Window periods refer to the amount of time it takes for an STI to show up in a test. During this period, even if you do have HIV or an STI, if you’re tested, your result might inaccurately come back negative. Window periods differ from infection to infection, typically running from several days to several weeks. When speaking with your healthcare provider, make sure you share with them the last time you were sexually active. If your last sexual activity was too recent for an accurate test result, your healthcare provider might ask you to return at a later date for follow-up testing.

Additional Notes: 

  • Some STIs can be tested with multiple methods (i.e. urine and swabs). In these cases, if appropriate, your healthcare provider might choose to only use one type of test.
  • Some STI tests may include multiple parts of your body (i.e. throat, genitals, and anus). Your healthcare provider will suggest taking samples from more than one part of your body depending on the sex you’re having.
TestWhat is it?Who should get it?What can it test for?

*NOTE: some of these are standard tests, while some are only offered upon request / presence of symptoms.*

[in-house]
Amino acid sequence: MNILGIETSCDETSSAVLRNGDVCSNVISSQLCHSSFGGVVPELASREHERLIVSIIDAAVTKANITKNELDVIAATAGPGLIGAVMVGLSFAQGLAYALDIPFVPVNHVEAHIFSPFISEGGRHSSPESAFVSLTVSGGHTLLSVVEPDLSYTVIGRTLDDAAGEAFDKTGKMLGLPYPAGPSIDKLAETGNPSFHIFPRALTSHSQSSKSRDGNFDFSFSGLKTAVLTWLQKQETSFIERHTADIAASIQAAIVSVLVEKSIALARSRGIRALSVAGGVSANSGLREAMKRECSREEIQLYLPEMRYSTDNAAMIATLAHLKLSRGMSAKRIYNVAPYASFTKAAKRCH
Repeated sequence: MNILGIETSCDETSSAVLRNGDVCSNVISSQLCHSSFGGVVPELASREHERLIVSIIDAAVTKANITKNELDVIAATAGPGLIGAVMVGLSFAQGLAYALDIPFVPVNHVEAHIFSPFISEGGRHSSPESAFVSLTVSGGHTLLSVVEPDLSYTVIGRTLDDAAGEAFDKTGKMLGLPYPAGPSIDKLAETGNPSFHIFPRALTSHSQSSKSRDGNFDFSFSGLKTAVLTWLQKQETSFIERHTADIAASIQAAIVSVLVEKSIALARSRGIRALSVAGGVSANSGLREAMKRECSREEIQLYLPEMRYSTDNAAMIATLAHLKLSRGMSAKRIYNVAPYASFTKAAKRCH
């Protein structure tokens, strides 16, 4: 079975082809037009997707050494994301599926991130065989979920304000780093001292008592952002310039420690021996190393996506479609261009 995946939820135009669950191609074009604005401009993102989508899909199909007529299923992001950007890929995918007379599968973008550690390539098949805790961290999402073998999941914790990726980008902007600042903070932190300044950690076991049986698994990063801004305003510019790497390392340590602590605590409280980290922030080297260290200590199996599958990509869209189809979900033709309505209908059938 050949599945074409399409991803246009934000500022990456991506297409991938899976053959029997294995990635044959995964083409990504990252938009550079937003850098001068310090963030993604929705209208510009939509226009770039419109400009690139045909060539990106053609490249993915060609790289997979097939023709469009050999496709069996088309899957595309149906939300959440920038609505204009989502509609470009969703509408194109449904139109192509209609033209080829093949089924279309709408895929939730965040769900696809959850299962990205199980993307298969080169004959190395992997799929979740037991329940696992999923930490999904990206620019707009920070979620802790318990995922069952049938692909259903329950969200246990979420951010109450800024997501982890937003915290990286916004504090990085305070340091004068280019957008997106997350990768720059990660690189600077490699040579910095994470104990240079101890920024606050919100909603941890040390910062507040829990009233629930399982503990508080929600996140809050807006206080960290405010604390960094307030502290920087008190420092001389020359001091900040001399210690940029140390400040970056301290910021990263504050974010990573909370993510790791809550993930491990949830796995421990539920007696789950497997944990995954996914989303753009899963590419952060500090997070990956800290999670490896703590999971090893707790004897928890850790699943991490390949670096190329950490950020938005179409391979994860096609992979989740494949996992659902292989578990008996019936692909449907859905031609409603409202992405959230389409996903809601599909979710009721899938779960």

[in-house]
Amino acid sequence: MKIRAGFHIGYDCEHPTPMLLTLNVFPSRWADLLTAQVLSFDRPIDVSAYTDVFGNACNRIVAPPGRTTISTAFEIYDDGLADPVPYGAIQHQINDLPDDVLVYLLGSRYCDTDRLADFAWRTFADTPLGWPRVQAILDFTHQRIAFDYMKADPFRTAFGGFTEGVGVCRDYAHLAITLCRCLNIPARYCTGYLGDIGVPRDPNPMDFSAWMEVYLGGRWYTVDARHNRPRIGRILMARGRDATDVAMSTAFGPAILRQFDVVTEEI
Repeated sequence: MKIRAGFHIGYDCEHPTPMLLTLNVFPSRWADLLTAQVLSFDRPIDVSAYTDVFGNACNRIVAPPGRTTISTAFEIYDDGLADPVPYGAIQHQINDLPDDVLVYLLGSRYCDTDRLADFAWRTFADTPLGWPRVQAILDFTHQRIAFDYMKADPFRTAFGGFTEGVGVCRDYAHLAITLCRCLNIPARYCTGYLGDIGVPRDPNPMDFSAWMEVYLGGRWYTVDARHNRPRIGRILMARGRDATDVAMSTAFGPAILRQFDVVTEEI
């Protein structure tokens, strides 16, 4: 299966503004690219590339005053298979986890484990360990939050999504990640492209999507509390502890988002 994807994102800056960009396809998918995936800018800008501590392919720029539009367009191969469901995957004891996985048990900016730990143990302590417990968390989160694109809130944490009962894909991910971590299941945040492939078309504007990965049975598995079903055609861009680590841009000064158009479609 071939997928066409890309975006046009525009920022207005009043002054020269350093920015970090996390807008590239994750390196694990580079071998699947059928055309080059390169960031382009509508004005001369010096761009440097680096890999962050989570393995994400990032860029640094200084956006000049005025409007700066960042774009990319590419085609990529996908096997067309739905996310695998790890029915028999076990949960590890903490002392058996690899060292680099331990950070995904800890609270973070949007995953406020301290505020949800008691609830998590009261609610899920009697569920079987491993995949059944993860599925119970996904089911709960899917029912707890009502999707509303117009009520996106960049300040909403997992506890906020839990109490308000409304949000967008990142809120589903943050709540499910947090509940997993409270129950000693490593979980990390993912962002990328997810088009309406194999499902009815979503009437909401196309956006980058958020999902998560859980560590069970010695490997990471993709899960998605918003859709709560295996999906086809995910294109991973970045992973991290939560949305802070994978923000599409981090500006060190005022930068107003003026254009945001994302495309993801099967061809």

BloodworkBlood is taken from a person’s arm using a needleAnyone who’s had any sexual contact since their last HIV or STI test
Hepatitis B (if you haven’t been vaccinated)
Hepatitis C
Hepatitis A
UrineA person pees into a cupAnyone who’s had any sexual contact since their last STI testSTANDARD
Trichomoniasis (Trich)
Lymphogranuloma Venereum (LGV)

Note: In NS, only people with penises are regularly offered urine testing. People with vaginas/front holes are offered genital swabs. If you have a penis and you’re experiencing symptoms or have had sex with someone you know had chlamydia or gonorrhea, a healthcare provider may choose to swab your urethra (the tip of your penis).
Genital or Urethra SwabA swab is gently rubbed against the inside or surface or the genitals, urethra, or lesions (i.e. sores, bumps). Some genital swabs can be taken by yourself in the bathroom, and some must be taken by a doctor/nurse.Anyone who’s had any sexual contact since their last STI test.STANDARD
Bacterial Vaginosis (BV)
Yeast Infection
HSV (if lesions are present)